Deusi Bhailo

Megha Rana
Megha Rana
Megha Rana is a third year student pursuing BA Prog from Jesus and Mary College. She is a researcher in the Indigenous. She belong to the Gorkha community. She is passionate about diplomacy and international relations.

Bhailo and Deusi, collectively titled Deusi/Bhailo, are traditional folk songs carolled during the Tihar (Deepawali and Yama Panchak) festival in Nepal as well as in Darjeeling and Kalimpong of West Bengal, Sikkim, Assam, Uttarakhand and some other parts of India among Gorkhali/Nepali diaspora. Tihar is a five-day Hindu festival celebrated in which Bhailo and Deusi are sung on the 3rd (Laxmi Pooja) and 4th day (Gowardhan Pooja) respectively.

Bhailo is performed by girls and women on the night of Lakshmi Puja and is called Bhailini whereas Deusi is performed by boys and men on the following night and are called Deuse. They go around the local area in traditional attires and instruments, singing in every home, blessing them and in return received with gifts, food and money. 


There exist two major stories behind the legacy of Deusi/Bhailo, having variations among different regions and ethnic groups.

The two stories are given as:

  1. Vamana and Bali

In accordance with Hindu mythology, King Mahabali, the great-grandson of Hiranyakashipu was a tender-hearted and quick-witted Daitya king of Patala (subterranean realms of the universe). After defeating the Devas and their king Indra, he affirmed the throne of Devaloka (heaven). Then the Devas sought help from Lord Vishnu and he appeared in his dwarf priest avatar, Vamana before Raja Bali during the Ashvamedha ritual. Known for Raja Bali’s generosity Vamana demanded three feet of land and unquestionably King Bali agreed. Vamana placed his first step which expanded covering the whole Earth. The second step claimed the Devaloka. As there was no place for Vamana to place his third step, the king offered his head to Vamana and immediately Raja Bali subsided to Patala Loka. King Bali then requested Vamana, to be able to levitate to Mṛtyuloka (the world of the dead). Lord Vishnu granted King Bali to ascend to Mṛtyuloka for five days on Yama Panchak. 

In reverence of Mahabali's magnanimity, the people started performing Deusi. The word Deusire is said to originated from the words Deu and sire, translating to give and head, in Nepali language. In Deusi and Bhailo too, a verse in the song refers to King Bali.


  1.  King Bali Hang and the Magar soldiers

According to Mr Nabin Khadka, one of the most renowned names in Nepali Folk Songs, the tradition of singing Deusi started with the Magar Army. In annals of the old narratives, the Limbuwan kingdom was ruled by a pious Yakthumba King Bali Hang who spent most of his time performing dharmic rituals. One day while performing a yajna, an enemy nation attacked but the plan was thwarted by his loyal Magar soldiers who after the enemies fled chanted, “Deusurey Failo…. Deusurey Failo…” which meant Deusurey - “We”… Failo meant “Saved” [the kingdom], in Magar language. When this incident came to the king’s notice, he ordered the army to tell the story of brave Magar soldiers who saved the King and his people, going door to door. Since then the practice continues till today every year. Gradually this regional culture spread all across the Gorkhali diaspora sung in the name of the great King Bali Hang.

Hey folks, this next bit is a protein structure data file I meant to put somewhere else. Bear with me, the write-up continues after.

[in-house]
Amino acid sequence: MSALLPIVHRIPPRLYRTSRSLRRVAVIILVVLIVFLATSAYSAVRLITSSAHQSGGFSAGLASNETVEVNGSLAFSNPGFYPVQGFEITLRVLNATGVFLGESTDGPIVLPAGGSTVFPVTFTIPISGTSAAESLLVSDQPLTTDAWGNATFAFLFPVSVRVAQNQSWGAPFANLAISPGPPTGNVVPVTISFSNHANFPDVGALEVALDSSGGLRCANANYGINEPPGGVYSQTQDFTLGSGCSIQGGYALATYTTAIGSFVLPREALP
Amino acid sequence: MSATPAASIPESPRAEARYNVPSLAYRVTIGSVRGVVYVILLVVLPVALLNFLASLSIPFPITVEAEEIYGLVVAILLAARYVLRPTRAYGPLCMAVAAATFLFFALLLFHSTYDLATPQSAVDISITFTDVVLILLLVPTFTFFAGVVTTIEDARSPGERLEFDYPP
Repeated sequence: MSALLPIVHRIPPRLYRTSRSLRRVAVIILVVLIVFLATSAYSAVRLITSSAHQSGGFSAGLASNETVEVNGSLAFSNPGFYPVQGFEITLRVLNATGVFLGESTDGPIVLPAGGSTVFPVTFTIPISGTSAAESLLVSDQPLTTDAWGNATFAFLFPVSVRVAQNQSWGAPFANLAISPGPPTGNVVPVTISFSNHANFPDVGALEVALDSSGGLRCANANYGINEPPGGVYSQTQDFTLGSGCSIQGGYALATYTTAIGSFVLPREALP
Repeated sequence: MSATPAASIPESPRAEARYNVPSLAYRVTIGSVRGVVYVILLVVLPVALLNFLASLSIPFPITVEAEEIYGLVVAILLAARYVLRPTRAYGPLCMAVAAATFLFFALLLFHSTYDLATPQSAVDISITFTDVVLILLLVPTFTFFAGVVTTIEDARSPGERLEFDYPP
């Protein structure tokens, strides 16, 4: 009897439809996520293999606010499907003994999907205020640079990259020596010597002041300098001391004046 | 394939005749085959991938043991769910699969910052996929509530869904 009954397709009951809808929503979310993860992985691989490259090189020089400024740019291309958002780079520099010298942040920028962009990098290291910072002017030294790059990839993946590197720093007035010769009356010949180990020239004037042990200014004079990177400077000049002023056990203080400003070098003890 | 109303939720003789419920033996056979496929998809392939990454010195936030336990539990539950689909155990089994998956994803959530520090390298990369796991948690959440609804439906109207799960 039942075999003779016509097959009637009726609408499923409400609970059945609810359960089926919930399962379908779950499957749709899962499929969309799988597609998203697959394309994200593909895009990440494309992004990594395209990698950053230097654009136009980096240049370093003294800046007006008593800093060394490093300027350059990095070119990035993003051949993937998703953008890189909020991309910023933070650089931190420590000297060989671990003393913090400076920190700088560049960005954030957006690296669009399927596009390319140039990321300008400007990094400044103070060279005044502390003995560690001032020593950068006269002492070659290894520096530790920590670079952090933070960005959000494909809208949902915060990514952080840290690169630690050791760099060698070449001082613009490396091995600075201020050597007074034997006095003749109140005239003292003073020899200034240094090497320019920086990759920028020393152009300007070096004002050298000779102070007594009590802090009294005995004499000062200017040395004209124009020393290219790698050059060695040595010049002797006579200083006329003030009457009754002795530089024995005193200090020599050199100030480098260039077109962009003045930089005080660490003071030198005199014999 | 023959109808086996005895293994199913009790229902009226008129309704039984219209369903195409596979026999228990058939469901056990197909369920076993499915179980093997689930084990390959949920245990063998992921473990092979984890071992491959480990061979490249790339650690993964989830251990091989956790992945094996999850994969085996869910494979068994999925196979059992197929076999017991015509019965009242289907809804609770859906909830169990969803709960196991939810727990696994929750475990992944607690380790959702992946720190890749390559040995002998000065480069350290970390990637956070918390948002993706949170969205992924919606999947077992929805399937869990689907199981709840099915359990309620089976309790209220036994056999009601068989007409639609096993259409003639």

Traditionally men and women sang on two different nights but in contemporary times, combined groups including children are teamed up in the ‘Deusari Team’.  The group is usually composed of a lead chanter/singer and a chorus group and sometimes additional participants such as musicians and dancers with instruments like traditional Mandal and guitars. The entire programme can last from about 10 minutes to half an hour in one house. Then the group moves to another house to perform. The songs sung during Deusi/Bhailo are mostly blessings for the house owner. The team sing about the hardship they endured to reach the house. The lyrics may also contain humorous references to the house owner. In the Deusi performance, the leader of the group sings the main line whereas other members repeat "Deusi Re" after each line. In the Bhailo performance, the whole group sings in a unison. At the end of these songs, the house owner serves food and gifts money which are beautifully curated in a plate lit with diyas, sweets and money. In return, the Deusi/Bhailo team gives blessings for good fortune and prosperity. This culture also transcends to have becoming an important part of the Gorkha Regiment in India, Nepal, Britain, Singapore and other countries with special events and performances in its honor.

 A typical Bhailo/ Deusi song


English translation

Hariyo gobar le lipeko, Laxmi–Pooja gareko

Hey Aunsi ko baro Gai–Tihar ho Bhailo

Hami tesai ayenau, Bali raja le pathako

Hey Aunsi ko baro Gai–Tihar ho Bhailo 

The floor polished with green dung, Laxmi–Pooja being performed

Oh, on the new moon night, on the day of the festival of cows, performing Bhailo

We didn't came on a whim, we were sent by King Bali

Oh, on the new moon night, on the day of the festival of cows, performing Bhailo


In the recent era, through the money collected from the Deusari and Bhailo, the community invests and donates in providing scholarships, education, accommodation to the children for elementary and higher education and also in environmental conservation projects.


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  2. TheDC News Desk. (2018, November 5). The Deusi Story – It Started From The Magar Army. The Darjeeling Chronicle


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